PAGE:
The Food and Drug Administration granted Gilead Sciences “orphan” drug status for its antiviral drug, remdesivir. Hours later, the FDA gave the drug orphan status. Almost immediately, Gilead’s stock price shot up. The designation allows the pharmaceutical company to profit exclusively for seven years from the product, which is one of dozens being tested as a possible treatment for Covid-19, the disease caused by the new coronavirus.
Experts warn that the designation, reserved for treating “rare diseases,” could block supplies of the antiviral medication from generic drug manufacturers and provide a lucrative windfall for Gilead Sciences. The 1983 Orphan Drug Act gives special inducements to pharmaceutical companies to make products that treat rare diseases. In addition to the seven-year period of market exclusivity, “orphan” status can give companies grants and tax credits of 25 percent of the clinical drug testing cost. Other pharmaceutical firms, including India-based pharmaceutical firm Cipla, are reportedly working toward a generic form of remdesivir, but patients in the U.S. could be prevented from buying generics with lower prices now that Gilead Sciences’s drug has been designated an orphan.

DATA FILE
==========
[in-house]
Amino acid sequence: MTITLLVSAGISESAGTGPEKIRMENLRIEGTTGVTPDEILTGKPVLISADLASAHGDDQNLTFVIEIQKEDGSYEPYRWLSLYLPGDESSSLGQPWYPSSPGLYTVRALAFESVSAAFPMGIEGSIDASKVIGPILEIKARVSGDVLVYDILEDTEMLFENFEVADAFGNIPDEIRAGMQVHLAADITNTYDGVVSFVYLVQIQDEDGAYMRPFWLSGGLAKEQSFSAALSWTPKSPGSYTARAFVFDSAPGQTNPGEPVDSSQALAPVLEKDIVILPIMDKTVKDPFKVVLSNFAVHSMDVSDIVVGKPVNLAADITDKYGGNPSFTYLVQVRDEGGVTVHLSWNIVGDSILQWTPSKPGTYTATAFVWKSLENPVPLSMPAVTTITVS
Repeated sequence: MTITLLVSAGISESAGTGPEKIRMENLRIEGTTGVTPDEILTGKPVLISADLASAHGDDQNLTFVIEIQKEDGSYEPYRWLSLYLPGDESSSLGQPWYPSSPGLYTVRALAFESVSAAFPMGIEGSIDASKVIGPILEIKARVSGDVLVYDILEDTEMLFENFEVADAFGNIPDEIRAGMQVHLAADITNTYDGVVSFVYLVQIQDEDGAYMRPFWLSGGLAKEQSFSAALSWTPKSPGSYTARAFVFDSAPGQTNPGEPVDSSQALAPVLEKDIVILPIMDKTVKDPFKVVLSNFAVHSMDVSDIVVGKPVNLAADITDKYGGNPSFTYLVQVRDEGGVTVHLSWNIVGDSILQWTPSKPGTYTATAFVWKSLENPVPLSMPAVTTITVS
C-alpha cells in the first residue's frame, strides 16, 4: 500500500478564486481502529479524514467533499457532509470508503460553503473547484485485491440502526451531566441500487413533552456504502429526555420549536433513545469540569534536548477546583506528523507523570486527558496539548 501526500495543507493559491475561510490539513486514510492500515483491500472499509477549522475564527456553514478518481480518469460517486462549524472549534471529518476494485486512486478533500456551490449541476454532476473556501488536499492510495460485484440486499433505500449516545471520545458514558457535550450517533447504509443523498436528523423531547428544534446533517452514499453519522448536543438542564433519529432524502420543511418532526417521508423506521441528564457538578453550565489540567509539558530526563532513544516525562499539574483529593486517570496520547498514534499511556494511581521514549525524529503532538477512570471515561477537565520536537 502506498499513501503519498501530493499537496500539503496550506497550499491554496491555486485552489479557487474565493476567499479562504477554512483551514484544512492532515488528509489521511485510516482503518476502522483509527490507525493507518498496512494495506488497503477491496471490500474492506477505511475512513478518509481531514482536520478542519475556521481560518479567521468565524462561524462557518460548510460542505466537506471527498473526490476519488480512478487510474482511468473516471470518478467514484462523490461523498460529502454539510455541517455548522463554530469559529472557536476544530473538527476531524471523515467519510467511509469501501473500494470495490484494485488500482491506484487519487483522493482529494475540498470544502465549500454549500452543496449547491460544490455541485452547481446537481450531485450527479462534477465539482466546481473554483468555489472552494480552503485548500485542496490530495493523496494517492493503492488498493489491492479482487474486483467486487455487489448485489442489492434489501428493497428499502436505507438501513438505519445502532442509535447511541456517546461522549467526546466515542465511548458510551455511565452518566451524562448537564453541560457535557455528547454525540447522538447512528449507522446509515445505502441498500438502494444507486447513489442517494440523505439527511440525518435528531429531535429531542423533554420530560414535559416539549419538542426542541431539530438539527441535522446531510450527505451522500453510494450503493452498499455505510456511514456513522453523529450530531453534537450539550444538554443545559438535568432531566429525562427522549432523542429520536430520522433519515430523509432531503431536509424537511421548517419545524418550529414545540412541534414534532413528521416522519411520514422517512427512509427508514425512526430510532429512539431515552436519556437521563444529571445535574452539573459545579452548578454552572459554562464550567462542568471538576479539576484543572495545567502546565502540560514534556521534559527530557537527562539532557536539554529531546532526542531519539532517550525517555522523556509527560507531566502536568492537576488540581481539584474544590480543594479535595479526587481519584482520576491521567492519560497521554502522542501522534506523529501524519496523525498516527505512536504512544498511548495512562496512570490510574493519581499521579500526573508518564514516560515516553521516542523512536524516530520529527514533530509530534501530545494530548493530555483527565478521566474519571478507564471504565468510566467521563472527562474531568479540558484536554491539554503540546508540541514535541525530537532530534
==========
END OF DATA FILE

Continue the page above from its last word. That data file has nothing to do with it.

"Remdesivir is one of relatively few medicines that may prove effective in treating COVID-19 this year," said Peter Maybarduk, director of the government watchdog Public Citizen's Access to Medicines program. "The government should be urgently concerned with its affordability for citizens. Instead, the FDA has handed Gilead, one of the most profitable pharmaceutical corporations on earth, a long and entirely undeserved seven-year monopoly and, with it, the ability to charge outrageous prices to consumers."
"Gilead has gamed the system by rushing through its 'rare disease' orphan drug application," Maybarduk added. "Its action is disingenuous and outrageous."